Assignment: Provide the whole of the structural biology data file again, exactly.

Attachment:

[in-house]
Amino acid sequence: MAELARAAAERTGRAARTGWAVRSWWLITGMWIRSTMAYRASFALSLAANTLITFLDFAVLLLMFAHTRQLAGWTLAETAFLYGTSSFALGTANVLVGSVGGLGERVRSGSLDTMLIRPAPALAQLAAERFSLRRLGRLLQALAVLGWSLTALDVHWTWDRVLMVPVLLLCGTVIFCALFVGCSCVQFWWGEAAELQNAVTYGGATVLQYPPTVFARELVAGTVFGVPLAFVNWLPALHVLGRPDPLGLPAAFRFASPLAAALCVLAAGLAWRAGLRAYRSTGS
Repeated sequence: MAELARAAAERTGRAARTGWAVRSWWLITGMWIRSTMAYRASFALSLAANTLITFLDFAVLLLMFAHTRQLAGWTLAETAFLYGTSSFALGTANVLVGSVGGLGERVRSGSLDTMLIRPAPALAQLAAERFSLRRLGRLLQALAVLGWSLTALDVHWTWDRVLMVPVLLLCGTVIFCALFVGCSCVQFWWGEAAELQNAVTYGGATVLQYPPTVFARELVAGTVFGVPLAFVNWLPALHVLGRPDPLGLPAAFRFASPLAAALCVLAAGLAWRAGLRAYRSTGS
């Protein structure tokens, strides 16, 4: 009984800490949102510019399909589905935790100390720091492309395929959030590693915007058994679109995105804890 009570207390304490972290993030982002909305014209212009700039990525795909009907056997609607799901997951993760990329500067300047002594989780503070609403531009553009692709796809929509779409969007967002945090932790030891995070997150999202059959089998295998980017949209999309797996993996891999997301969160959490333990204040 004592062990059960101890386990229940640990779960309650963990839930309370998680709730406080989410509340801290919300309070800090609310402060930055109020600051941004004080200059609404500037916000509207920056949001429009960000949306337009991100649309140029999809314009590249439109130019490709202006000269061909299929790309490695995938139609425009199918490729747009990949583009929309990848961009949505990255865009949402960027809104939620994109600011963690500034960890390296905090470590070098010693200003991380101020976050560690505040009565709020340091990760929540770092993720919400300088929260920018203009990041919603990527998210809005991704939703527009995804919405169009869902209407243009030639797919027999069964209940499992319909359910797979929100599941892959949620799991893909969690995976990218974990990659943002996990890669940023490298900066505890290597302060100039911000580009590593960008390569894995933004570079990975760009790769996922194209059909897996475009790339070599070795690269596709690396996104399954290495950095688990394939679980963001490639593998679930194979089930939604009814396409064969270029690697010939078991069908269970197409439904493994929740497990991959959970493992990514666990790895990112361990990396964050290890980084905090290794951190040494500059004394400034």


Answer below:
[in-house]
Amino acid sequence: MAELARAAAERTGRAARTGWAVRSWWLITGMWIRSTMAYRASFALSLAANTLITFLDFAVLLLMFAHTRQLAGWTLAETAFLYGTSSFALGTANVLVGSVGGLGERVRSGSLDTMLIRPAPALAQLAAERFSLRRLGRLLQALAVLGWSLTALDVHWTWDRVLMVPVLLLCGTVIFCALFVGCSCVQFWWGEAAELQNAVTYGGATVLQYPPTVFARELVAGTVFGVPLAFVNWLPALHVLGRPDPLGLPAAFRFASPLAAALCVLAAGLAWRAGLRAYRSTGS
Repeated sequence: MAELARAAAERTGRAARTGWAVRSWWLITGMWIRSTMAYRASFALSLAANTLITFLDFAVLLLMFAHTRQLAGWTLAETAFLYGTSSFALGTANVLVGSVGGLGERVRSGSLDTMLIRPAPALAQLAAERFSLRRLGRLLQALAVLGWSLTALDVHWTWDRVLMVPVLLLCGTVIFCALFVGCSCVQFWWGEAAELQNAVTYGGATVLQYPPTVFARELVAGTVFGVPLAFVNWLPALHVLGRPDPLGLPAAFRFASPLAAALCVLAAGLAWRAGLRAYRSTGS
């Protein structure tokens, strides 16, 4: 009984800490949102510019399909589905935790100390720091492309395929959030590693915007058994679109995105804890 009570207390304490972290993030982002909305014209212009700039990525795909009907056997609607799901997951993760990329500067300047002594989780503070609403531009553009692709796809929509779409969007967002945090932790030891995070997150999202059959089998295998980017949209999309797996993996891999997301969160959490333990204040 004592062990059960101890386990229940640990779960309650963990839930309370998680709730406080989410509340801290919300309070800090609310402060930055109020600051941004004080200059609404500037916000509207920056949001429009960000949306337009991100649309140029999809314009590249439109130019490709202006000269061909299929790309490695995938139609425009199918490729747009990949583009929309990848961009949505990255865009949402960027809104939620994109600011963690500034960890390296905090470590070098010693200003991380101020976050560690505040009565709020340091990760929540770092993720919400300088929260920018203009990041919603990527998210809005991704939703527009995804919405169009869902209407243009030639797919027999069964209940499992319909359910797979929100599941892959949620799991893909969690995976990218974990990659943002996990890669940023490298900066505890290597302060100039911000580009590593960008390569894995933004570079990975760009790769996922194209059909897996475009790339070599070795690269596709690396996104399954290495950095688990394939679980963001490639593998679930194979089930939604009814396409064969270029690697010939078991069908269970197409439904493994929740497990991959959970493992990514666990790895990112361990990396964050290890980084905090290794951190040494500059004394400034």